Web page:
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Pave Hawk Maintainers Keep Rescue Birds Flying

Airman Joshua Herron, a 41st Expeditionary Helicopter Maintenance Unit HH-60 Pave Hawk crew chief, completes a 50-hour inspection on a Pave Hawk at Bagram Airfield, Afghanistan, June 28, 2015. (U.S. Air Force photo/Tech. Sgt. Joseph Swafford)
Airman Joshua Herron, a 41st Expeditionary Helicopter Maintenance Unit HH-60 Pave Hawk crew chief, completes a 50-hour inspection on a Pave Hawk at Bagram Airfield, Afghanistan, June 28, 2015. (U.S. Air Force photo/Tech. Sgt. Joseph Swafford)

BAGRAM AIRFIELD, Afghanistan -- Airmen assigned to the 41st Expeditionary Helicopter Maintenance Unit here constantly work maintaining HH-60 Pave Hawk helicopters so that the combat rescue mission in Afghanistan can be a success if and when it is needed.

The 41st EHMU is part of the 455th Expeditionary Aircraft Maintenance Squadron and is responsible for delivering airworthy helicopters to the expeditionary rescue squadron to complete its personnel recovery mission.

“Every three days we do an inspection on the helicopters to make sure everything is good on it,” said Airman 1st Class Trevor Krutsch, an 41st EHMU Pave Hawk crew chief. “We check levels, engine oil, tire pressure and everything else. Then we turn it over to the aircrew and it’s their bird to go out and perform (personnel recovery) missions. We support the aircrew so that they can support the mission to go out and save people’s lives and bring them home.”

When the rescue squadron goes out on personnel recovery missions, it’s critical that the maintainers have everything working properly so that aircrew can focus on the mission.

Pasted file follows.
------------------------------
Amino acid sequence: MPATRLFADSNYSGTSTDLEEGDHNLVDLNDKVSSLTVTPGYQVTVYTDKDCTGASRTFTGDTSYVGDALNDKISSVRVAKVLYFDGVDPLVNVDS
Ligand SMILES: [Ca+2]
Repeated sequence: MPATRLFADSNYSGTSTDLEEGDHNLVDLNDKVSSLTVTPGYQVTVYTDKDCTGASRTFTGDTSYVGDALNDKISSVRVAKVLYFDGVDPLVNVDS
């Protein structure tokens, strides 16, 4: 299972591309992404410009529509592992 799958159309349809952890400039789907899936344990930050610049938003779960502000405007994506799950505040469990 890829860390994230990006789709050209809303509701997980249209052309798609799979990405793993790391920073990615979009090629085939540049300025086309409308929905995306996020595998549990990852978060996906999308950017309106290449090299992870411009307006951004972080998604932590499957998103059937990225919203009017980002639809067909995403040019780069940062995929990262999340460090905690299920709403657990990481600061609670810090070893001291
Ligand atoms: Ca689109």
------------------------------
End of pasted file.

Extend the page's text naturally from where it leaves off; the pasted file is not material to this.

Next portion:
“It’s very important for us to make sure the helicopters are functioning properly,” Krutsch said. “Aircrews lives are literally in our hands. If we give them a helicopter that can break, they’re the ones on it not us. That is something we always keep in mind. We take care of them and the aircraft to make sure we are fully mission capable. 

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“Our whole mission is based around the survivor and what’s best for them,” Krutsch continued. “Our crews employ pararescuemen to accomplish that end. We support them with any tactical requirement that they might have. They’re the ones going out to do the dirty work, we just supply them with a fully mission capable helicopter.”

With the increased mission tempo in a deployed environment, maintenance is key, and the 41st EHMU maintainers do an excellent job keeping the over 23-year-old Pave Hawks flying.

“These are older airframes; they’ve got a lot of flight hours and are overweight for what they are designed to be, but we keep them going,” Krutsch said.

“Maintenance is important. If it’s in the air, maintenance put it there,” said Master Sgt. Alexander Sellner, the 41st EHMU superintendent. “We fix them and keep them flying. Without all the long hours and pride from maintenance that goes on, both scheduled and unscheduled, the mission wouldn’t happen.”

Even though the mission in Afghanistan is drawing down, the personnel recovery helicopter maintenance mission has not slowed down.

“With the drawdown in both personnel and assets in the (area of responsibility) the amount of responsibility for the remaining units is larger than ever,” Sellner said. “We’re responsible for a (personnel recovery) mission that covers roughly 272,000 square miles. U.S. forces and NATO’s Resolute Support mission partners are able to do their jobs everyday knowing that if something goes bad, we’ll be there to get them." 

Every day the 41st EHMU maintainers are hard at work keeping the combat rescue mission flying in Afghanistan.

“The Airmen are continually providing awesome maintenance; they’re continuing a long proud heritage of rescue maintainers by fixing and keeping the helicopters flying every day,” Sellner said. “We haven’t missed any mission or alert coverage because of maintenance, and I’m awful proud of that.”

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